It takes a few seconds to process. You can then recover the file with the following columns added:

    • ga_gender: male or female,
    • ga_accuracy: probability that the proposed result is correct,
    • ga_samples: number of examples on which gender_API was based to make its suggestion.

    5. Split the CSV file in half

    In order to do the separation in our ProspectIn campaigns (since only LinkedIn URLs will be taken into account), we need to separate our file into Men and Women to import it twice.

    First, sort your file according to the “ga_gender” column. This gives you first all the women and then all the men.

    Cut all the “female” profiles and add them to a new sheet.

    Save as a CSV file.

    6. Delete the previous profiles and import your new database

    Delete all the profiles that you exported at the start in ProspectIn. This is necessary as ProspectIn has an “anti-duplicate” security which will prevent you from importing them again. It may take 2-3 minutes depending on the size of your campaign.


    Then you have two options:

    • Create two separate campaigns, a “male” and a “female”.
    • Use tags to distinguish the two.

    In the case of two separate campaigns, it’s very simple: import the file with the female profiles in the first and the male profiles in the second.

    If you choose the “tag” option:

    • Import female profiles first.
    • Once the import is complete, select the entire campaign and tag them “Women”
    • Import male profiles
    • Filter by not tagged “Women'”
    • Select all the results and tag them “Men”

    Tagging male profiles is not mandatory, you can operate by exclusion but this technique will allow you to repeat the operation with other profiles later.

    7. Launch your “gender-ized” scenarios

    That’s it! All you have to do is distinguish your approaches by gender, Mr. or Mrs.

    Nothing could be simpler: copy and paste your messages, then specify the gender. For example:

    Message # 1 Mr.
    Message # 1 Ms.


    8. (Bonus) Undefined gender and low probability

    It is possible that Gender-API is not able to determine the gender for unique first names, or that the calculated probability is low for first names which are gender neutral (“Andrea” for example).

    In this case, it’s up to you to decide whether to:

    • Process them manually by looking at their LinkedIn profile and updating your CSV file before importing it,
    • Choose a gender for a name and tag prospects with that name by default (of course, there will be the occasional inaccuracy),
    • Add a third “non-gendered” option. With this option, here’s a fun approach you can use.

    “Hello Sir or Madam. I am contacting you today without being able to specify your gender, because the originality of your first name did not allow my software to automatically define whether you were a man or a woman.

    But hey, some would argue that assuming people’s gender is not very 2020. Looking forward to hearing your thoughts on this” 😄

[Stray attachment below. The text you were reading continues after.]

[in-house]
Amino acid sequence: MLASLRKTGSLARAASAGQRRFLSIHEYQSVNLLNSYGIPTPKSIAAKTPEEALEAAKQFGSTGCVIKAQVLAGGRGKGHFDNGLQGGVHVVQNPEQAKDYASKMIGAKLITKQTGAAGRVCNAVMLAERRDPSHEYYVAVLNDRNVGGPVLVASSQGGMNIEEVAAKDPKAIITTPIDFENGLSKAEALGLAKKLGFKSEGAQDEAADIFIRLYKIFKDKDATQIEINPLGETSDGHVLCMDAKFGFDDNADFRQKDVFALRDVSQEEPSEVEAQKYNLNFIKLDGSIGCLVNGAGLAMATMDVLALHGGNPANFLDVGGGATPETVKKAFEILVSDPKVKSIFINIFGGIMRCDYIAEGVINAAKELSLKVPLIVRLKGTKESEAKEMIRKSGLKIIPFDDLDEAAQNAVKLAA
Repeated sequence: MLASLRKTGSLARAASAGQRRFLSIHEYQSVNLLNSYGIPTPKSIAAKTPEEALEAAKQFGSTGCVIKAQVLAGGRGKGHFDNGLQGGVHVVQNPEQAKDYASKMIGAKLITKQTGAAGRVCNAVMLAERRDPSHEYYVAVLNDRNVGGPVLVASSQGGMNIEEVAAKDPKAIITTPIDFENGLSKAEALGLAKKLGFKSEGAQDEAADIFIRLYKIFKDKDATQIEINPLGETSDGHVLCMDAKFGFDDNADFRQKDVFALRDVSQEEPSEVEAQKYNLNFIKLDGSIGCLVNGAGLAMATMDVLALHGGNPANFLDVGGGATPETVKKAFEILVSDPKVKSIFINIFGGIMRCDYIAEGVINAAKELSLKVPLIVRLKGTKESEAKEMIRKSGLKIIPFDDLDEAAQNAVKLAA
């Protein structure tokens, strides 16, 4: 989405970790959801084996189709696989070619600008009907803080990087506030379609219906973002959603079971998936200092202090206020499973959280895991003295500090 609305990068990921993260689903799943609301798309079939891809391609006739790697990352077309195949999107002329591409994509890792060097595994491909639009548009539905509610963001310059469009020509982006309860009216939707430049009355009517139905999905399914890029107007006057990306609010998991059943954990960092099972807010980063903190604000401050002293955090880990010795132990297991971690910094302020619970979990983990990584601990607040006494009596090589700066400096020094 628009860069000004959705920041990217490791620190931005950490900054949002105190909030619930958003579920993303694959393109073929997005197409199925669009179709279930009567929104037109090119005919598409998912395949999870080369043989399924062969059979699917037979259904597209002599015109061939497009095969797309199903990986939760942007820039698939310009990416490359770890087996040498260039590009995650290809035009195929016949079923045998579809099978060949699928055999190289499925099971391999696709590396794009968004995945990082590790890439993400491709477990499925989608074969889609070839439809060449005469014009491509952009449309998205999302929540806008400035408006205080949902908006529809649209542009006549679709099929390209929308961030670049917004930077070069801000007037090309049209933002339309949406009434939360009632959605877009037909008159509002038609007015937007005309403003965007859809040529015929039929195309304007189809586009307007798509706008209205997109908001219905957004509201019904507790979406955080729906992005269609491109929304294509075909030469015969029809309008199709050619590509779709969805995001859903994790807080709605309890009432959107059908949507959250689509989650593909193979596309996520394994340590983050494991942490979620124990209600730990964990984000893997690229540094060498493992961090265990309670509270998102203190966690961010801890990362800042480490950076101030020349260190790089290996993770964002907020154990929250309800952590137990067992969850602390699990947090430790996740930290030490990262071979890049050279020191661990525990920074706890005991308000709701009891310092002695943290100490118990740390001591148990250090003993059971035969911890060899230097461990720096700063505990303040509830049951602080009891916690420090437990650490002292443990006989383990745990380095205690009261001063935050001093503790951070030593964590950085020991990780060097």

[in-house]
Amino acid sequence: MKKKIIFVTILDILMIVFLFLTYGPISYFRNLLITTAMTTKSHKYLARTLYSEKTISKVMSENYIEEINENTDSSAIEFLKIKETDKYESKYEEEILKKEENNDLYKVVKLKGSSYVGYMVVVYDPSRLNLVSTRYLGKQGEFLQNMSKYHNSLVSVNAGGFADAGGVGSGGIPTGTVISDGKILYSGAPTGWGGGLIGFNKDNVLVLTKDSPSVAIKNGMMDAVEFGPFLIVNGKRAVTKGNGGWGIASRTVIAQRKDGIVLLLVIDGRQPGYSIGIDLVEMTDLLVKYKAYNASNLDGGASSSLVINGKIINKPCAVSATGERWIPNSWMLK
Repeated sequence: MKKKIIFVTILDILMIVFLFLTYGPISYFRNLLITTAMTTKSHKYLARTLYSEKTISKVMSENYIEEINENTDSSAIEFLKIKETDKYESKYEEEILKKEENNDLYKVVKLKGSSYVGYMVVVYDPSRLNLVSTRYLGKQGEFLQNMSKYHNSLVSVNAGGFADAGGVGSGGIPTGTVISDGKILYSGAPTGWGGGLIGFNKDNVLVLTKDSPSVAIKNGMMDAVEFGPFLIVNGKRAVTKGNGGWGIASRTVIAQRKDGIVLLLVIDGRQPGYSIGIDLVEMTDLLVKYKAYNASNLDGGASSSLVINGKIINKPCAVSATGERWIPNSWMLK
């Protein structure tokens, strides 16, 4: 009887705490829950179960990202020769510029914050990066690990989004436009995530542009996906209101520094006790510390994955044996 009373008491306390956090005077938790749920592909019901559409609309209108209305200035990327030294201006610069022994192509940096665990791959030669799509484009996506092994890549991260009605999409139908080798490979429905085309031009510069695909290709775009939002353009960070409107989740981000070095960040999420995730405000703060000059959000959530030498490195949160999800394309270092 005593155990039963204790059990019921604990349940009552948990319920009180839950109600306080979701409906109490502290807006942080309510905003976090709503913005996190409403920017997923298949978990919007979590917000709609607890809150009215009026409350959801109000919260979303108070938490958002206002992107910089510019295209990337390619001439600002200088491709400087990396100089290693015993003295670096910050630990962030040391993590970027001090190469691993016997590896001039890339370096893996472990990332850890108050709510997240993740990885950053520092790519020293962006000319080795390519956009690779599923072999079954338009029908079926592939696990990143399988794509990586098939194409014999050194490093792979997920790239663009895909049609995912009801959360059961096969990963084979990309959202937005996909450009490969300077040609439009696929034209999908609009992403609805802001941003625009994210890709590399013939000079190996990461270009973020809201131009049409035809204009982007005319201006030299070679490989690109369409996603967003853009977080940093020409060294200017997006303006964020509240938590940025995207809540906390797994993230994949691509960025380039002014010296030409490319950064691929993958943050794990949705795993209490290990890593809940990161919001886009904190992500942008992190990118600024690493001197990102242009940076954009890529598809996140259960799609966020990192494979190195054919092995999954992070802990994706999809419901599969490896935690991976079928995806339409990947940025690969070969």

I hope you liked the theory, because it’s time to get down to business.


    It’s time for coffee and a break before you launch your first campaign with all our advices.

    Then, open your ProspectIn CRM if you haven’t already done so and follow these steps 🎯.


    How to get started on ProspectIn?

    I’ll show you how to launch your first prospecting campaign in just 2 steps. It’s quite simple, you’ll see. 😉

    Im Ready Lets Go GIF by Leroy Patterson

    Step 1: Export prospect

    The first step when you want to launch a prospecting campaign with ProspectIn is to export prospects from a LinkedIn search to ProspectIn. If you want to find leads that are marketers in NY, just search for “Marketer” and “NY” on LinkedIn.

    In order to get more accurate results, we strongly recommend that you use Sales Navigator.

    So, to export prospects, you start with a LinkedIn search:

    Remember to filter by “people”.

    You will then be able to export the results of your research to ProspectIn, simply by clicking on the small icon at the top right-hand side of the screen.
    Create a Campaign simply by clicking on:

    • Create a Campaign,
    • Then select the number of profiles you want to export into ProspectIn,
    • And finally click on validate.

    There you go, the first step is validated. I told you it was easy, right? 😜

    Step 2: Run your campaign

    Now that your prospects have been exported to the Campaign you previously created, it’s time to launch your first Campaign.

    Start by opening ProspectIn’s CRM by clicking on the “CRM” button in the small ProspectIn window.

    You will then be directed to this page:

    Click on “Campaign” in the menu on the left-hand side of the screen.

    Once on the Campaign page, find the previously created Campaign. There you will find a list of the prospects you exported.

    Click on the “Scenario” tab on the right-hand side of the screen.

    Click on “New Scenario”

    You can now choose a Scenario template. Here we will start with a simple Scenario, consisting of two steps:

    • Connection request
    • Message

    Select the Scenario “Breaking Bad”:

    All you have to do is set up your connection note and your message. To do this :

    • Simply click on the connection step,
    • Then on the message step.

    Note: if you want to send a connection request without a note, just leave the message area/field blank. No note will be sent with your connection request.

    Once the two steps are completed, they switch from orange to green.

    Last step: select your prospects and start the Campaign

    We are at the penultimate stage of your apprenticeship.

    In this part we assist you in the automation of all your tasks to save you time for other occupations.

    So, are you ready to relax a bit ? You’ve earned it.

    👈 Going back to step 2